Skip to comments.Can mapping conflict data explain, predict and prevent violence?
Posted on 02/18/2018 6:05:25 AM PST by Theoria
It was December 2015, and Dr Weisi Guo was having dinner and listening to the grim news about the conflict in Syria.
Over the previous decade, Dr Guo had grown increasingly troubled by the amount of violence towards civilians. He had worked in UNHCR refugee camps in Algeria and seen the human cost at first hand.
His own expertise - as an academic specialising in communication networks and telecoms - seemed a world away. But as a physical scientist he wanted a model to help understand the nature of conflict, and so a highly innovative approach began to take shape.
That night he looked at a map of where the Islamic State group was operating and noticed an overlap with locations on the old Silk Road - the route that had taken traders from China through Asia and the Middle East to the Mediterranean thousands of years ago.
"What I slowly started to notice was that a lot of these areas prone to repeated violence were along ancient trade routes. And I thought, 'Is there a reason to this?'"
That night he wrote an algorithm on his laptop that connected the locations of cities and towns, and mapped them against data about conflict sourced from The Global Terrorism Database and The Peace Research Institute Oslo (PRIO).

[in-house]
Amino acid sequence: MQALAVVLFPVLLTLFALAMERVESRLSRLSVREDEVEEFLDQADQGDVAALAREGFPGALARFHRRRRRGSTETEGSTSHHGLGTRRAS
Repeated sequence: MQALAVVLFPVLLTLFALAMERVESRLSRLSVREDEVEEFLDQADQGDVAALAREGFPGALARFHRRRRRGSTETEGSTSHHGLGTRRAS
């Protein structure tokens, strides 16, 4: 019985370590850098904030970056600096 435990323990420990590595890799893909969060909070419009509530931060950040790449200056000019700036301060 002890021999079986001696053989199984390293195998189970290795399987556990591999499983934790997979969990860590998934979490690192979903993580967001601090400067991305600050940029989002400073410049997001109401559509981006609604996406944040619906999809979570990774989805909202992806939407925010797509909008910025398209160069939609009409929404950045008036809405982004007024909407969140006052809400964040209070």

"The results were amazing," he says. His first reaction was to assume that he had made a mistake, and so he tried again. The results were better. He asked a mathematician colleague to run an independent test, which generated the same answers.
Dr Guo's algorithm connected the world as a mesh of towns and cities, and looked at the connections between them. In Dr Guo's graph, certain towns show up as larger circles signifying dense connections.
(Excerpt) Read more at bbc.com ...
Isn’t that racial profiling? This past Century, Europeans were VERRRY good at that.
Sounds like the Numbers tv show that was on a number of years ago on CBS.
So is it permissible to create barriers which might contribute to internal stability and peace which could be considered self-defense? ... or must a people open the doors in the name of cultural diversity, which may have a tendency to bring instability and even violence against the native people?
From the article:
“His hope is ambitious: that an evidence base can be created which will help sustainable development of infrastructure on a truly global basis, and in doing so reduce conflict significantly.”
That’s a huge leap.
He somehow failed to include the violence that left 60 million dead in his home country.
Does this ‘model’ predict what is going to happen as Hezbolla, al-Qods, SAA, and Russian S-400 forces and troops build up opposite the US forces on the other side of the Eurphrates River in the Deir al-Zour region? Last time, Feb 9th, they tried to assault US positions 200-300 Russian and assorted other troops died.
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